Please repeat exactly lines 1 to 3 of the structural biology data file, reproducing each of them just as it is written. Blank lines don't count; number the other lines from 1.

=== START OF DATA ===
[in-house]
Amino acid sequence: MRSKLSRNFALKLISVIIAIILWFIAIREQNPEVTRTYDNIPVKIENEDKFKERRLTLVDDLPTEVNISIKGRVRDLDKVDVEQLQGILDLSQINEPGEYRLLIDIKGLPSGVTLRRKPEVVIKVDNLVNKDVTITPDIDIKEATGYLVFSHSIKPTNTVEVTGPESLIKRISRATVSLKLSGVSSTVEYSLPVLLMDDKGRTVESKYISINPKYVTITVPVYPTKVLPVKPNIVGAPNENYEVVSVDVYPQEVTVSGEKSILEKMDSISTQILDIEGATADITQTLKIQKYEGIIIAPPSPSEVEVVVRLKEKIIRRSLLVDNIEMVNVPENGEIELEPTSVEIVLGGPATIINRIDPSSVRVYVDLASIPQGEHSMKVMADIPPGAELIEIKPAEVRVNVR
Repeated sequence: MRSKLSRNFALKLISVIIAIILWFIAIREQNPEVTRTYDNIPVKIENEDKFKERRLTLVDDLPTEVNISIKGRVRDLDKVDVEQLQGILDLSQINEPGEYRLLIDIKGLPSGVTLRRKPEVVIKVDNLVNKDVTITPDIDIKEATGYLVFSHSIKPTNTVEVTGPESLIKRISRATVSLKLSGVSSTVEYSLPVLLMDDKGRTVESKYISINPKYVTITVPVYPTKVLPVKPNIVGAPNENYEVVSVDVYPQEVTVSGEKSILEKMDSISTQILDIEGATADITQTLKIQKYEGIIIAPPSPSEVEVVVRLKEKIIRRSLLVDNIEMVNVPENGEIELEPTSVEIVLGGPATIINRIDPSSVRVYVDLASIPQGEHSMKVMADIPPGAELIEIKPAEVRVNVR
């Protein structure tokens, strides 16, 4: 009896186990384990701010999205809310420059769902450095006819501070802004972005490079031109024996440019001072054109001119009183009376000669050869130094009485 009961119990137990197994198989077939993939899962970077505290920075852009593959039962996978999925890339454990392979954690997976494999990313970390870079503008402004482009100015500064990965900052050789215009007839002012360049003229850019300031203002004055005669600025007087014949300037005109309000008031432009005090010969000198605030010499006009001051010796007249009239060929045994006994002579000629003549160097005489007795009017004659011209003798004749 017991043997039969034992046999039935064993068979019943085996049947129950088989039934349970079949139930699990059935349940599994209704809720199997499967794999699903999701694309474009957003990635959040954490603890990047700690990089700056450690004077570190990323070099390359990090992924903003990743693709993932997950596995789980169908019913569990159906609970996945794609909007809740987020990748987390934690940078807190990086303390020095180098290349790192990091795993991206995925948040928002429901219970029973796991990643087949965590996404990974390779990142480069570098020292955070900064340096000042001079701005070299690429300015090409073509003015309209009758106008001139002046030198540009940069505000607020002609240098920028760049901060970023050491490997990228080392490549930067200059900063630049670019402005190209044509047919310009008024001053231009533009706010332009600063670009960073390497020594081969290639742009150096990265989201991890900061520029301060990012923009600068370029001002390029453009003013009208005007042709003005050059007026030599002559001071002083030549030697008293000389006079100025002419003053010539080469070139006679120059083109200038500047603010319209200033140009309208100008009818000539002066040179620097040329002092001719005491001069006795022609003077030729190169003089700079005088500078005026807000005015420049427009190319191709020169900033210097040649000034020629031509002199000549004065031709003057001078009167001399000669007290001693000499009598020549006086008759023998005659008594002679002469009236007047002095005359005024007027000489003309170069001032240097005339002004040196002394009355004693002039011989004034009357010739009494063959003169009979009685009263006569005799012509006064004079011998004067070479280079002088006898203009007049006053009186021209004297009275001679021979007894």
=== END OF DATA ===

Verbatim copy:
[in-house]
Amino acid sequence: MRSKLSRNFALKLISVIIAIILWFIAIREQNPEVTRTYDNIPVKIENEDKFKERRLTLVDDLPTEVNISIKGRVRDLDKVDVEQLQGILDLSQINEPGEYRLLIDIKGLPSGVTLRRKPEVVIKVDNLVNKDVTITPDIDIKEATGYLVFSHSIKPTNTVEVTGPESLIKRISRATVSLKLSGVSSTVEYSLPVLLMDDKGRTVESKYISINPKYVTITVPVYPTKVLPVKPNIVGAPNENYEVVSVDVYPQEVTVSGEKSILEKMDSISTQILDIEGATADITQTLKIQKYEGIIIAPPSPSEVEVVVRLKEKIIRRSLLVDNIEMVNVPENGEIELEPTSVEIVLGGPATIINRIDPSSVRVYVDLASIPQGEHSMKVMADIPPGAELIEIKPAEVRVNVR
Repeated sequence: MRSKLSRNFALKLISVIIAIILWFIAIREQNPEVTRTYDNIPVKIENEDKFKERRLTLVDDLPTEVNISIKGRVRDLDKVDVEQLQGILDLSQINEPGEYRLLIDIKGLPSGVTLRRKPEVVIKVDNLVNKDVTITPDIDIKEATGYLVFSHSIKPTNTVEVTGPESLIKRISRATVSLKLSGVSSTVEYSLPVLLMDDKGRTVESKYISINPKYVTITVPVYPTKVLPVKPNIVGAPNENYEVVSVDVYPQEVTVSGEKSILEKMDSISTQILDIEGATADITQTLKIQKYEGIIIAPPSPSEVEVVVRLKEKIIRRSLLVDNIEMVNVPENGEIELEPTSVEIVLGGPATIINRIDPSSVRVYVDLASIPQGEHSMKVMADIPPGAELIEIKPAEVRVNVR